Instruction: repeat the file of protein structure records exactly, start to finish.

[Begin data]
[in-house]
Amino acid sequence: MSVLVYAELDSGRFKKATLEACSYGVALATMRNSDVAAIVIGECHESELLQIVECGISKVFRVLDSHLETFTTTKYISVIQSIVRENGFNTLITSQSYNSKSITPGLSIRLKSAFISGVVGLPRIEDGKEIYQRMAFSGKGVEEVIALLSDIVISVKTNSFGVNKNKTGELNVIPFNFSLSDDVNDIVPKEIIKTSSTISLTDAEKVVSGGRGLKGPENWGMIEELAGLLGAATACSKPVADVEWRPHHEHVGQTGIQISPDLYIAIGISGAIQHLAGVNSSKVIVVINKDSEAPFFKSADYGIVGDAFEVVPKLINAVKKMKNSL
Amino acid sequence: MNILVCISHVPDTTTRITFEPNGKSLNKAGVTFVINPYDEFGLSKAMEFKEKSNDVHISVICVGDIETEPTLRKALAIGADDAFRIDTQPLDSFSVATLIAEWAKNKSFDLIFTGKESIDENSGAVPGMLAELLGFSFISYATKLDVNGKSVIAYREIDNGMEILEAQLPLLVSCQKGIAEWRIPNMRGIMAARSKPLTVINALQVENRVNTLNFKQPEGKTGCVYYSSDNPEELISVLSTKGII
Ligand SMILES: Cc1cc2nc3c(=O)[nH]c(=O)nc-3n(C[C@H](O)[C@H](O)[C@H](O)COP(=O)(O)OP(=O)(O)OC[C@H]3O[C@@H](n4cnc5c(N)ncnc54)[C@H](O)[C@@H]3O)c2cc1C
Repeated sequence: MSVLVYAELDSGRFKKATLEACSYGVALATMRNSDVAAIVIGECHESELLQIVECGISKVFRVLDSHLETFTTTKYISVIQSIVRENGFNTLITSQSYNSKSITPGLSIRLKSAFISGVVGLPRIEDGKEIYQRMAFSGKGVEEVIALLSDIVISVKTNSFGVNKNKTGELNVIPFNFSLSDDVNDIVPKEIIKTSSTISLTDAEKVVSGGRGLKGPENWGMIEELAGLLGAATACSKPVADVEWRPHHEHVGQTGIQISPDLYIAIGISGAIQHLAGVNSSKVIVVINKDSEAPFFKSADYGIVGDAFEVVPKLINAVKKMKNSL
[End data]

[in-house]
Amino acid sequence: MSVLVYAELDSGRFKKATLEACSYGVALATMRNSDVAAIVIGECHESELLQIVECGISKVFRVLDSHLETFTTTKYISVIQSIVRENGFNTLITSQSYNSKSITPGLSIRLKSAFISGVVGLPRIEDGKEIYQRMAFSGKGVEEVIALLSDIVISVKTNSFGVNKNKTGELNVIPFNFSLSDDVNDIVPKEIIKTSSTISLTDAEKVVSGGRGLKGPENWGMIEELAGLLGAATACSKPVADVEWRPHHEHVGQTGIQISPDLYIAIGISGAIQHLAGVNSSKVIVVINKDSEAPFFKSADYGIVGDAFEVVPKLINAVKKMKNSL
Amino acid sequence: MNILVCISHVPDTTTRITFEPNGKSLNKAGVTFVINPYDEFGLSKAMEFKEKSNDVHISVICVGDIETEPTLRKALAIGADDAFRIDTQPLDSFSVATLIAEWAKNKSFDLIFTGKESIDENSGAVPGMLAELLGFSFISYATKLDVNGKSVIAYREIDNGMEILEAQLPLLVSCQKGIAEWRIPNMRGIMAARSKPLTVINALQVENRVNTLNFKQPEGKTGCVYYSSDNPEELISVLSTKGII
Ligand SMILES: Cc1cc2nc3c(=O)[nH]c(=O)nc-3n(C[C@H](O)[C@H](O)[C@H](O)COP(=O)(O)OP(=O)(O)OC[C@H]3O[C@@H](n4cnc5c(N)ncnc54)[C@H](O)[C@@H]3O)c2cc1C
Repeated sequence: MSVLVYAELDSGRFKKATLEACSYGVALATMRNSDVAAIVIGECHESELLQIVECGISKVFRVLDSHLETFTTTKYISVIQSIVRENGFNTLITSQSYNSKSITPGLSIRLKSAFISGVVGLPRIEDGKEIYQRMAFSGKGVEEVIALLSDIVISVKTNSFGVNKNKTGELNVIPFNFSLSDDVNDIVPKEIIKTSSTISLTDAEKVVSGGRGLKGPENWGMIEELAGLLGAATACSKPVADVEWRPHHEHVGQTGIQISPDLYIAIGISGAIQHLAGVNSSKVIVVINKDSEAPFFKSADYGIVGDAFEVVPKLINAVKKMKNSL